Warning: Knuckleballs on the edge of the strike zone are closer than they appear

The New York Yankees have seen a 5.5-game lead over the Toronto Blue Jays collapse to 0.5 games from one Tuesday to the next by dropping five of six.  This rough patch of six games, in which the offense has managed a total of 8 runs (they surpassed that with 9 in the 7th inning alone the night before the stretch began), has left the Yankee ship sinking, but it all started with floating.

Last Wednesday, August 5th, the Yankees faced the tough task of hitting the deceiving knuckleball, the floater, of Red Sox rookie Steven Wright. Wright has been making noise recently, thanks to his dancing knuckleball; the “knucklepuck” dazzled a potent Yankees lineup – at the time, New York had scored six or more runs in 9 of its last 12 games, including 21 unanswered in Arlington and twelve or more runs in 3 of its previous 4.  He held the Bronx Bombers to 1 run on 4 hits through eighth innings, while sitting down nine Yankees by way of the K and justifying his Twitter handle @Knucklepuck23.  Just two days later, New York was shut down, mustering 1 run on 6 hits, again off a knuckleballer, but this time it was veteran R.A. Dickey.  That loss initiated a clean road sweep for the Blue Jays, their first in Yankee Stadium (Old or New) since May 2003, and after the Yankees crushing defeat in 16 innings last night, their losing streak sits at four, while the Jays’ winning streak rose to nine.

Clearly the Yankees are having some sort of nightmarish knuckleball aftershock, rendering their bats useless as they recover from the two games of head-scratching swinging-and-missing.  That makes one wonder why more pitchers don’t throw more knuckleballs, especially given the dominance, as of late, displayed by rookie Wright and old-timer Dickey alike.  Those 9 strikeouts in NY were a career high for the thirty-year-old Wright, breaking his record of 8, which he achieved just the week before in seven innings of work against the White Sox on July 30.  Clearly, the knuckleball is working more effectively as of late, with his strikeout numbers piling up.  Moreover, though he struggled in the 5th inning, Wright limited the Marlins to 2 earned runs last night in Miami, extending his streak of two or fewer ER allowed to four games – a span in which he has lowered his ERA from 4.84 to 4.09.  Meanwhile, Dickey, the Blue Jay running through the six,  has one-upped the rookie with a six-game streak of no more than two earned runs, during which his ERA has plummeted from 5.02 to 3.93.  Despite the recent success, Wright and Dickey could be better.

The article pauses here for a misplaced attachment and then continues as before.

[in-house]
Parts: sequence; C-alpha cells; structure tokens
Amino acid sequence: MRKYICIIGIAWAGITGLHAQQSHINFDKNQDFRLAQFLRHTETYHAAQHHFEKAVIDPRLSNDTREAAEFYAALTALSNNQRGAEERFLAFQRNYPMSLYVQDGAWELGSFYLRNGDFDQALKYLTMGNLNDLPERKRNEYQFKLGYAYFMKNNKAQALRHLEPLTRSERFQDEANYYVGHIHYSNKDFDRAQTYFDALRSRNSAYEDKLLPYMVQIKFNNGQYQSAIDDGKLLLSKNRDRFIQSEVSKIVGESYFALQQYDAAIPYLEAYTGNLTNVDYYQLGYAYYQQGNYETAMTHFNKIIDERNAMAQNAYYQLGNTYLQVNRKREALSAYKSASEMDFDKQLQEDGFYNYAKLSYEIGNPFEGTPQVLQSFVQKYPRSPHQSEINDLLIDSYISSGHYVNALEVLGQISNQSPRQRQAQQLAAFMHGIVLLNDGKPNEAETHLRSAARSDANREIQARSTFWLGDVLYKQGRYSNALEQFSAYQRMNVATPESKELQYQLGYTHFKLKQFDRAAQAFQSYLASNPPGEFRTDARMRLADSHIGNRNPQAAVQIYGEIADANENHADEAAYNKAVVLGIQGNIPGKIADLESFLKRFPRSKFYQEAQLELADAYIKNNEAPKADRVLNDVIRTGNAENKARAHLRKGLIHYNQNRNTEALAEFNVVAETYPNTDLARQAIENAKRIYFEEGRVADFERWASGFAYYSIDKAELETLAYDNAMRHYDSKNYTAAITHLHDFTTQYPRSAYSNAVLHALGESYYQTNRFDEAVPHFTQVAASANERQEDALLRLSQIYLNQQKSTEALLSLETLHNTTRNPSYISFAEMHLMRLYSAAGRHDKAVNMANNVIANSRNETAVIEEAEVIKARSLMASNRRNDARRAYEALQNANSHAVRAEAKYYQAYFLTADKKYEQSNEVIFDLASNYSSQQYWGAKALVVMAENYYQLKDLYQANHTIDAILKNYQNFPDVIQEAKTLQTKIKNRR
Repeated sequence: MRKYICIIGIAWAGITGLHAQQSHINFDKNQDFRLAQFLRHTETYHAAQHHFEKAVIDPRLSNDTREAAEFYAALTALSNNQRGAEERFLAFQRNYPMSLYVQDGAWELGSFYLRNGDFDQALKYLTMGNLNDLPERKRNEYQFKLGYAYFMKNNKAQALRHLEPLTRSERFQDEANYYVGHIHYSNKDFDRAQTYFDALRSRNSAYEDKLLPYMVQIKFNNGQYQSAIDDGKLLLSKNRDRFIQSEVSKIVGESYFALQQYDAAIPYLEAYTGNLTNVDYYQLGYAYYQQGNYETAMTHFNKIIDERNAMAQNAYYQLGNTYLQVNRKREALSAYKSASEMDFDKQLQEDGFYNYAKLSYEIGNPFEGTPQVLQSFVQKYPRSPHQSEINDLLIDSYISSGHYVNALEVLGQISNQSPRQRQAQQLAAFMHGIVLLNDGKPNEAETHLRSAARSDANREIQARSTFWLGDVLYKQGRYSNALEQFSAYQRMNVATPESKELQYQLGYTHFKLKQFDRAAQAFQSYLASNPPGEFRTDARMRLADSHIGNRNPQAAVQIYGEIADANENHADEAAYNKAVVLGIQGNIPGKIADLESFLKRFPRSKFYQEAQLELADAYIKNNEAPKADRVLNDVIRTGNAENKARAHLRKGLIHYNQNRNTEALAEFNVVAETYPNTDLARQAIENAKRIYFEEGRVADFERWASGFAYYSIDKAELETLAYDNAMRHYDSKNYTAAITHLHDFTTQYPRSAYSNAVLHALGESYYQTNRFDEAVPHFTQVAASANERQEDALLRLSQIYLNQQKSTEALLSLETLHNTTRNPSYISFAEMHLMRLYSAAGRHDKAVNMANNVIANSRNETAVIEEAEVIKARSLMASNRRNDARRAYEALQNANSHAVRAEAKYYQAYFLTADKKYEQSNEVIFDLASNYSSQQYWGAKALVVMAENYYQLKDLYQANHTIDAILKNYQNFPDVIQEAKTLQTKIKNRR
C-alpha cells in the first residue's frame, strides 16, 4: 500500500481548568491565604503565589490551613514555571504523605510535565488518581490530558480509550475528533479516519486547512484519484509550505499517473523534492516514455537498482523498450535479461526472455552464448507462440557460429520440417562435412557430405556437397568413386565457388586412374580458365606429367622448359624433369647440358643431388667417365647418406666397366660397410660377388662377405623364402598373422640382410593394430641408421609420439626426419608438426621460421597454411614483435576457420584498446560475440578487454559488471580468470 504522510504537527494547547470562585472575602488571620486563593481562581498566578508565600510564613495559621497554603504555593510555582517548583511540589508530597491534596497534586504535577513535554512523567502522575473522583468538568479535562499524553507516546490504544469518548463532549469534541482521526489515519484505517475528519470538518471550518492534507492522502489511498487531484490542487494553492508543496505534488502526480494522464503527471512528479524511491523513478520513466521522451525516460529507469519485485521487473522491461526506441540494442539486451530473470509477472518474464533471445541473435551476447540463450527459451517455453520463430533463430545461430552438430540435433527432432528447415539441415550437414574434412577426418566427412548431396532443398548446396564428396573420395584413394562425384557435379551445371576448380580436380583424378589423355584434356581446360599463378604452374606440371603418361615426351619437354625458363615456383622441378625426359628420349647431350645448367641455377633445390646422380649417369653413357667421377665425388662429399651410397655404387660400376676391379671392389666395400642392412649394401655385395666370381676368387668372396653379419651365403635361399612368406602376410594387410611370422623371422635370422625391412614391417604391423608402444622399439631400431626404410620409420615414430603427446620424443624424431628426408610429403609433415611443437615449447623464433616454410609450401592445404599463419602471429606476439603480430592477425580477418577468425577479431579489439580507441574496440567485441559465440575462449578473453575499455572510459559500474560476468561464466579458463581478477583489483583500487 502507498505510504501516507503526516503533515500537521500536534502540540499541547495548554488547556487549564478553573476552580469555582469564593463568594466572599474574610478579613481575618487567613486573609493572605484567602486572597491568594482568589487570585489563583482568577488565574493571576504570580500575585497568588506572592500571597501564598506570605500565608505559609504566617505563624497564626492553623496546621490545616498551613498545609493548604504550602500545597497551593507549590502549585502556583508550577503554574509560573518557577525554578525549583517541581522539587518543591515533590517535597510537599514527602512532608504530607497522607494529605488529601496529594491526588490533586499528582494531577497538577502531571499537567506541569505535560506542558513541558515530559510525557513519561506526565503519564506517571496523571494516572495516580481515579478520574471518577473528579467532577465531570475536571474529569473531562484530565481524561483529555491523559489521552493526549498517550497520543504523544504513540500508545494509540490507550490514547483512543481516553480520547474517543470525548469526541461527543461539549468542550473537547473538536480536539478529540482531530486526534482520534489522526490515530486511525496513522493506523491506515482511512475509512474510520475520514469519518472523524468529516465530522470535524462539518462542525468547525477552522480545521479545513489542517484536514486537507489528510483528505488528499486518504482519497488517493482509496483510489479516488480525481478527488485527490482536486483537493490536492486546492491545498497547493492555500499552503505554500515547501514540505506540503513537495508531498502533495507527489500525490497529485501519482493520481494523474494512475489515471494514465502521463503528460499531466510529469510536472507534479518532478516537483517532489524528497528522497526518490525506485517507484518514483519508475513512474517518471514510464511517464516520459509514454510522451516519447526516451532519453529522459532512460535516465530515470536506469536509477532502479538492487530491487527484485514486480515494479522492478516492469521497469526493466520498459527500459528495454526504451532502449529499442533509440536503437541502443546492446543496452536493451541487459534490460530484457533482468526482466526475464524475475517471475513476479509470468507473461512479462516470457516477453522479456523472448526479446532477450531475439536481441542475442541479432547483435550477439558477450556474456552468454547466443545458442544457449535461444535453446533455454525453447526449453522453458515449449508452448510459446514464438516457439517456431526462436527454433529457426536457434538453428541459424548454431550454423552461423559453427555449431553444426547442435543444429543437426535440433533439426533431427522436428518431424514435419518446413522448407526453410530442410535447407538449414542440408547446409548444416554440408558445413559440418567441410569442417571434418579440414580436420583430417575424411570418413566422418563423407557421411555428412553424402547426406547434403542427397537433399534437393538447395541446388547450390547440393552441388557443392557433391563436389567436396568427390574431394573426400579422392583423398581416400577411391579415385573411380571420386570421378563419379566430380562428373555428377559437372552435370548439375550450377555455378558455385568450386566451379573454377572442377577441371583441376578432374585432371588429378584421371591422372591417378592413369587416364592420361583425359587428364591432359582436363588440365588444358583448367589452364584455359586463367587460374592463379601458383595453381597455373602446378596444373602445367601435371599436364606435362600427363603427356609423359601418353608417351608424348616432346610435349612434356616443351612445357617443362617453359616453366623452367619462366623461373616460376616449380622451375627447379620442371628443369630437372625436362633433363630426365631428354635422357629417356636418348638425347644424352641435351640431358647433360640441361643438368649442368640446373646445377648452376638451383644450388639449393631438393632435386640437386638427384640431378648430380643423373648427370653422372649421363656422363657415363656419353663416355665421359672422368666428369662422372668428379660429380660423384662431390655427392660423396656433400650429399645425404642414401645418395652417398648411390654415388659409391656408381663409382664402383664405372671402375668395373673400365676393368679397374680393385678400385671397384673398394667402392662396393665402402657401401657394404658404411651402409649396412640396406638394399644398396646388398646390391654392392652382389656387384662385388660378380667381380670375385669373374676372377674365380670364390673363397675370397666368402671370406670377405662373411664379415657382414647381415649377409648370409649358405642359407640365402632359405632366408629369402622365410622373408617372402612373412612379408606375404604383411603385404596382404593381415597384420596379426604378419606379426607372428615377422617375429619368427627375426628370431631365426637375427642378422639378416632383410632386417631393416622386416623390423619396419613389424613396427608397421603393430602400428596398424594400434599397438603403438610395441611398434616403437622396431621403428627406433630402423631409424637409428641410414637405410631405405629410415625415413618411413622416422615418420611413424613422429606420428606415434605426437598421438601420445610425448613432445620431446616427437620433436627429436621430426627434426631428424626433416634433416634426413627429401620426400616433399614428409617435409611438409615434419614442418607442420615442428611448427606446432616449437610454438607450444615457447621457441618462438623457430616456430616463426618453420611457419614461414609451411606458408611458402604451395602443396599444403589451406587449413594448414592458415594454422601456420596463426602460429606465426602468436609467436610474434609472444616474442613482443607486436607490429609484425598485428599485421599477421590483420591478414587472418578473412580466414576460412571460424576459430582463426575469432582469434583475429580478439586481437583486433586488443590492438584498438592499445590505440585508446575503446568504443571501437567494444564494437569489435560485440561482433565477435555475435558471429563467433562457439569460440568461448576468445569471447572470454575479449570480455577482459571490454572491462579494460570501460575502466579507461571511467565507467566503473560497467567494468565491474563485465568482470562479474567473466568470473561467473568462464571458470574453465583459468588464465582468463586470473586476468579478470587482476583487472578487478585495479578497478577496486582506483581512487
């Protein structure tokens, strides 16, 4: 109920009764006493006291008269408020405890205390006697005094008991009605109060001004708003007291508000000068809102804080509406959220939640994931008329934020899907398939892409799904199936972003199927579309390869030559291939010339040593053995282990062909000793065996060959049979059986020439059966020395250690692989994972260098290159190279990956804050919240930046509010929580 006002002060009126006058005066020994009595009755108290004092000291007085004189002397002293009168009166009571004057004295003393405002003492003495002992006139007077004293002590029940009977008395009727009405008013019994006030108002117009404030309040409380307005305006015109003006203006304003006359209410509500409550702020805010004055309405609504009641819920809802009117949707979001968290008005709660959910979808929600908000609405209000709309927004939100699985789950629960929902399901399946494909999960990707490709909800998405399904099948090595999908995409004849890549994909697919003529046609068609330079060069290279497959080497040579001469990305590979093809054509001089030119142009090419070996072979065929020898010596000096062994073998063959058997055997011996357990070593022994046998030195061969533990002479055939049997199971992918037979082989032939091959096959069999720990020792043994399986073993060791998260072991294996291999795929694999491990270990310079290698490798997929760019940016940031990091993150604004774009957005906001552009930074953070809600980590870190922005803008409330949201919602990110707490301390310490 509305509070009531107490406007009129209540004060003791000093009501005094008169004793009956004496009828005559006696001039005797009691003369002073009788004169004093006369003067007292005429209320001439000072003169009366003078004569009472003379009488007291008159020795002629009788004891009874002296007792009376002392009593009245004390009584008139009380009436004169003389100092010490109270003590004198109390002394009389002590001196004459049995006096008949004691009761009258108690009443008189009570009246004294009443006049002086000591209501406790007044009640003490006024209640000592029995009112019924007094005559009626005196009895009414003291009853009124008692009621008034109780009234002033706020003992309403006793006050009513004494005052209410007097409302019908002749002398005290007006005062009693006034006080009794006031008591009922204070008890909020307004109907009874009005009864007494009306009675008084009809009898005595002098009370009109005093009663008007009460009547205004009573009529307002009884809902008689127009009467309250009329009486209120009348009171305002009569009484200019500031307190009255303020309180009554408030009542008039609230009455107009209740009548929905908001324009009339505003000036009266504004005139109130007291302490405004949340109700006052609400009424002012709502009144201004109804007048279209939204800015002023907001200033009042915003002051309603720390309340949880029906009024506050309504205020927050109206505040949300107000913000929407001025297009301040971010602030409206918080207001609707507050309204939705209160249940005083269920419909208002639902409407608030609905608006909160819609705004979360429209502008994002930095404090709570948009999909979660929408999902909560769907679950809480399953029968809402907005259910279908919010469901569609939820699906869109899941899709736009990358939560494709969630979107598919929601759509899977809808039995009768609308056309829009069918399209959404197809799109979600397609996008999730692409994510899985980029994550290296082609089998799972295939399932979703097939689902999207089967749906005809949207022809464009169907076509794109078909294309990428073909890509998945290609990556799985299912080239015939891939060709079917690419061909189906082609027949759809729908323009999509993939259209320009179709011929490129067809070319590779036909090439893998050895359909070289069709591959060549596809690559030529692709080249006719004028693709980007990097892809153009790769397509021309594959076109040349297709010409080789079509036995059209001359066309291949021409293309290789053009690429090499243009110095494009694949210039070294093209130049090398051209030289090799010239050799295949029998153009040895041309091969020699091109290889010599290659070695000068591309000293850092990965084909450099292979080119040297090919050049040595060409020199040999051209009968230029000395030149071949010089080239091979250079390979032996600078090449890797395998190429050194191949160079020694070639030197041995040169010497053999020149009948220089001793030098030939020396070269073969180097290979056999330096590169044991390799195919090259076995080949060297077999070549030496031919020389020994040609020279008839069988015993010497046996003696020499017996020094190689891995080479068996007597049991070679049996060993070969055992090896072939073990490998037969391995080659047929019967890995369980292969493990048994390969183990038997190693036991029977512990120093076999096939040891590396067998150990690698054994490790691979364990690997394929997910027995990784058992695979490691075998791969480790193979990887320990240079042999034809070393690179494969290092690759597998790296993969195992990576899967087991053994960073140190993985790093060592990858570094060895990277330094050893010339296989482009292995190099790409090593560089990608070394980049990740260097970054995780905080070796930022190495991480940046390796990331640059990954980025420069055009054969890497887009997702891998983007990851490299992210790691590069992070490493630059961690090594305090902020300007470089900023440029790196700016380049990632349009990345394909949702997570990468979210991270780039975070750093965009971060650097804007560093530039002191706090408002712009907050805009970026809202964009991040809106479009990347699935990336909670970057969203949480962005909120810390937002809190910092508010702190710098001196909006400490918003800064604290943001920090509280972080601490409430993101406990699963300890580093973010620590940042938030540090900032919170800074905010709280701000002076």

Actually, I would argue that they are even better than their performances suggest, and the reason has to do with the guys behind the plate, rather than at the plate.  While watching a Red Sox game with the knuckleballer on the mound, it is hard not to notice the greater effort that catcher Blake Swihart has to exert just to catch the spin-less pitches, resulting in many futile attempts.  And since they are a terror to catch, knuckleballs are naturally difficult to frame, which means that in addition to the greater pressure on the Sox backstop, there is an added workload for the home plate umpire.  In an endeavor to follow the floating knuckleball, umpires often appear to rely more on catchers’ pitch-framing behind the plate, which can be detrimental to a pitcher like Wright, particularly when your fellow rookie catcher doesn’t squeeze ’em all.  For example, Brooks Baseball shows a fifth inning knuckler in New York right over the heart of the plate incorrectly called a ball:

Wright vs. Yankees